A balloon-borne scientific instrument designed to study the origin of cosmic rays is taking its second turn high above the continent of Antarctica three and a half weeks after its launch.
A team of Washington University in St. Louis scientists at McMurdo Station, Antarctica, successfully launched its SuperTIGER (Super Trans-Iron Galactic Element Recorder) instrument, which is used to study the origin of cosmic rays.
Washington University in St. Louis announced that its SuperTIGER (Super Trans-Iron Galactic Element Recorder) instrument, which studies the origin of cosmic rays, successfully launched today from Williams Field at McMurdo Station in Antarctica.
On Wednesday, Aug. 19, at 8:15 a.m. St. Louis time, NASA TV will begin broadcasting the launch of a cargo container at the Tanegashima Space Center off the southern coast of Japan. In addition to water and spare parts, the cargo container will carry CALET, an astrophysical observatory designed to study the high-energy cosmos.
Over the holiday weekend, the WUSTL-led cosmic ray experiment Super-TIGER set a record for the longest flight ever made by a heavy-liftscientific balloon. Now aloft for 45 days, shattering the previous record of 42 days, it has recorded more than 50 million “events,” or hits by cosmic rays arriving from space. The scientists are ecstatic to have such a great balloon because the longer the it stays up, the more data they will collect and the more they will learn about the mysterious mechanism that accelerates these particles and sends them streaming across space.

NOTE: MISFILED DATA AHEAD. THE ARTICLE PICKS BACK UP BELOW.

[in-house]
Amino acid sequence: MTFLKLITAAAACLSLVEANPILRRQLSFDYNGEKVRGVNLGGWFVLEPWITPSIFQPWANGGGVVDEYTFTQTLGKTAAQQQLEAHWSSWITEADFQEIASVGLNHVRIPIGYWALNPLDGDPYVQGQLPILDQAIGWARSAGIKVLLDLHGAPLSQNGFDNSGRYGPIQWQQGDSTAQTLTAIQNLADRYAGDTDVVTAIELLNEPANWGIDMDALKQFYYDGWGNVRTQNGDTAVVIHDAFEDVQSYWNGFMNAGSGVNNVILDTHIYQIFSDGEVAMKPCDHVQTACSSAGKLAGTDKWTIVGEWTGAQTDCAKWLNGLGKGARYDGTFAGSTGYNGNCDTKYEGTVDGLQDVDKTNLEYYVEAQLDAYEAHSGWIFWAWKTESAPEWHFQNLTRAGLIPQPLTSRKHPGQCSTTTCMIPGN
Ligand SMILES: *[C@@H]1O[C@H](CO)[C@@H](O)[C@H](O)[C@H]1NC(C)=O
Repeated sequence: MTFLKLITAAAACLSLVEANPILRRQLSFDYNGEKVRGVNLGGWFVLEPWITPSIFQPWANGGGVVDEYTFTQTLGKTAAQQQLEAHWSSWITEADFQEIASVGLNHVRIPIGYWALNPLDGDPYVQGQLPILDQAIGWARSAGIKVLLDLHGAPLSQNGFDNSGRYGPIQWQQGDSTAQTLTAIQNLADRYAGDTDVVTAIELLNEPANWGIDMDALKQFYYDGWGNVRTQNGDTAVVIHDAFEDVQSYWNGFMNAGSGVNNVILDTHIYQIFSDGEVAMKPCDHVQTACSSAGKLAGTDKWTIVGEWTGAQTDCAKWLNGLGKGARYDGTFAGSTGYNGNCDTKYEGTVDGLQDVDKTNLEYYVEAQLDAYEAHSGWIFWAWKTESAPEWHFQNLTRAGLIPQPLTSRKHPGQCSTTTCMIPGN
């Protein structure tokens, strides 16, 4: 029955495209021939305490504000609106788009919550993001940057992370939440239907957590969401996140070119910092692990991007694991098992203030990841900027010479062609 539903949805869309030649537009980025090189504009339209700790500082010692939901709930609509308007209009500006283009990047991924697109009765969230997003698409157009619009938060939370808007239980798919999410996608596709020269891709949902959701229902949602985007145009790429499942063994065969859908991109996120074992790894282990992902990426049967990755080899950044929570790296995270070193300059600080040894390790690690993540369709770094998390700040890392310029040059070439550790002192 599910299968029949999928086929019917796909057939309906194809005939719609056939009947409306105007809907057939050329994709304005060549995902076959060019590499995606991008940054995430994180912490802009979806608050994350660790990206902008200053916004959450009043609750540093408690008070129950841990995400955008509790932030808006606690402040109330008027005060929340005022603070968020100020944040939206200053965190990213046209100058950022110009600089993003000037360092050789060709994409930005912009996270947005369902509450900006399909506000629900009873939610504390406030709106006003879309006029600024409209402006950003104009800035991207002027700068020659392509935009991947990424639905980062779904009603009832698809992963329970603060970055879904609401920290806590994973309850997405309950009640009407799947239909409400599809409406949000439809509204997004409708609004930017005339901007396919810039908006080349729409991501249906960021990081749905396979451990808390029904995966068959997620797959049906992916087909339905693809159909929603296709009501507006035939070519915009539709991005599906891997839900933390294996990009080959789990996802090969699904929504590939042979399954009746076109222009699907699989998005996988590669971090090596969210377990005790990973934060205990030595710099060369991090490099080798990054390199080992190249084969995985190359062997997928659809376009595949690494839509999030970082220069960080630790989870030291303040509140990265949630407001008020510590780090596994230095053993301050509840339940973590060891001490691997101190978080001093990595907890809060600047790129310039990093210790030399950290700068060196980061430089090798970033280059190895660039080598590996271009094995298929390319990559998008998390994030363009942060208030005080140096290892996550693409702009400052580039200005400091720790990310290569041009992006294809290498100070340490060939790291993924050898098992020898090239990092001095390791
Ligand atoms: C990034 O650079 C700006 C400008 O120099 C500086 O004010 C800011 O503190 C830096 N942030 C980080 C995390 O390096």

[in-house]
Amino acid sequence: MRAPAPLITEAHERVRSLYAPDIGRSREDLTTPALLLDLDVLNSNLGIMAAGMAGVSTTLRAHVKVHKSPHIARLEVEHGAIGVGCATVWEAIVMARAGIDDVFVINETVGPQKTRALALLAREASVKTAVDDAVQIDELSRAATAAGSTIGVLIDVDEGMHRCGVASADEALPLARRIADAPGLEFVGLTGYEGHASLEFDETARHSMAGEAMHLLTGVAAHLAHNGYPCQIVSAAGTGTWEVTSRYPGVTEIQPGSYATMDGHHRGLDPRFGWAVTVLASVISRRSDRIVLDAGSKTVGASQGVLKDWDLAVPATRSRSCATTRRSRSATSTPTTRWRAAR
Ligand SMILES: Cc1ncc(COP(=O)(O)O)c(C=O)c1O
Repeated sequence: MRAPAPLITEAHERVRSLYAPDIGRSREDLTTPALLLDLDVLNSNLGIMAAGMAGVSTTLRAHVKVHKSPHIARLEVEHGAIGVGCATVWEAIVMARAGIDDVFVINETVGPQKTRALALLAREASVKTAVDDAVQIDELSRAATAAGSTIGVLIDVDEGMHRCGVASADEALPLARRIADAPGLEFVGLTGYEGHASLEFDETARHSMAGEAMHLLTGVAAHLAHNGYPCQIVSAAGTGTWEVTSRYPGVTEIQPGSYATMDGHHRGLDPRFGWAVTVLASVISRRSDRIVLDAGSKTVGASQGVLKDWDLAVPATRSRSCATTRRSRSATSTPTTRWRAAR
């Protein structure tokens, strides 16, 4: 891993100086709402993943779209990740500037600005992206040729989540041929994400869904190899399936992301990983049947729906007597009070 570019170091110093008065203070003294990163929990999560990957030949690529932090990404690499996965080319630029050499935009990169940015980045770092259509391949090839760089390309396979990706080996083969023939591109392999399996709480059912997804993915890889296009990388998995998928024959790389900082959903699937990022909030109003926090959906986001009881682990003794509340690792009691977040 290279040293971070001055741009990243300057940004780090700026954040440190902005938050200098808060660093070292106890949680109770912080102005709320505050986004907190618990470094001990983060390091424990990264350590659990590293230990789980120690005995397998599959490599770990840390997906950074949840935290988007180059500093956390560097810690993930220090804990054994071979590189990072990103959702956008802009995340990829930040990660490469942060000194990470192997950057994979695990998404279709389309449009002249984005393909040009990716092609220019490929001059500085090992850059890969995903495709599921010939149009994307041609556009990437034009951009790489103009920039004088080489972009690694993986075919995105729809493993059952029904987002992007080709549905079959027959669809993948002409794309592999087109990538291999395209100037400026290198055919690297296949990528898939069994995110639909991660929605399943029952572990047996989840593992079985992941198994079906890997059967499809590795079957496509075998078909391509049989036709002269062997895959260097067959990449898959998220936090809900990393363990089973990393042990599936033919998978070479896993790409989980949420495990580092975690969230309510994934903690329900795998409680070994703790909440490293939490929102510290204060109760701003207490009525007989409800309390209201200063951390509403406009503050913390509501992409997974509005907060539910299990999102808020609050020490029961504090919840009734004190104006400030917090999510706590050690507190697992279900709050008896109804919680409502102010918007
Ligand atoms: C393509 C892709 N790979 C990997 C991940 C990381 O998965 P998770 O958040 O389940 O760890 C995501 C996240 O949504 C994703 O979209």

Super-TIGER the WUSTL-led cosmic ray experiment, has just been given the green light for a third circuit around Antarctica. If the balloon stays up for a complete circuit it will probably break the heavy-lift scientific ballooning record of 42 days — and bring in a rich haul of data about cosmic rays, charged particles that continually bombard the Earth from space. The team has gone positively piratical over the prospect of more booty.
Invisible high-velocity particles rain down on Earth day in and day out, but it has taken 100 years and clever deduction for physicists to figure out what they’re made of and where they come from. Although some details are still unclear, physicists have built a case that the cosmic rays are born in volleys of supernova explosions in OB associations, loose associations of hot, massive stars sprinkled throughout our galaxy.
The Super-TIGER comic-ray experiment had a perfect launch Sunday 9:45 am New Zealand Daylight Time. The enormous balloon that will carry it to the limits of Earth’s atmosphere was stretched out on the ice and then partially filled. As it came up off the ice, the balloon rose over the downstream instrument. When it was directly overhead the Boss released the two-ton cosmic-ray instrument and it was lofted effortlessly into the skies over Antarctica.
The word from Antarctica is that the polar vortex is setting up early this year and the balloon-borne Super-TIGER cosmic-ray experiment may be launched into the vortex any day now. Once the launch starts, web cams and a tracking map will go live at NASA’a Columbia Scientific Balloon Facility site Blogs and Twitter feeds are already providing a lively running commentary on the buildup to launch.
Nearly 100 years after the discovery of cosmic rays, a new type of gamma-ray telescope is finally allowing physicists to make images of cosmic-ray nurseries.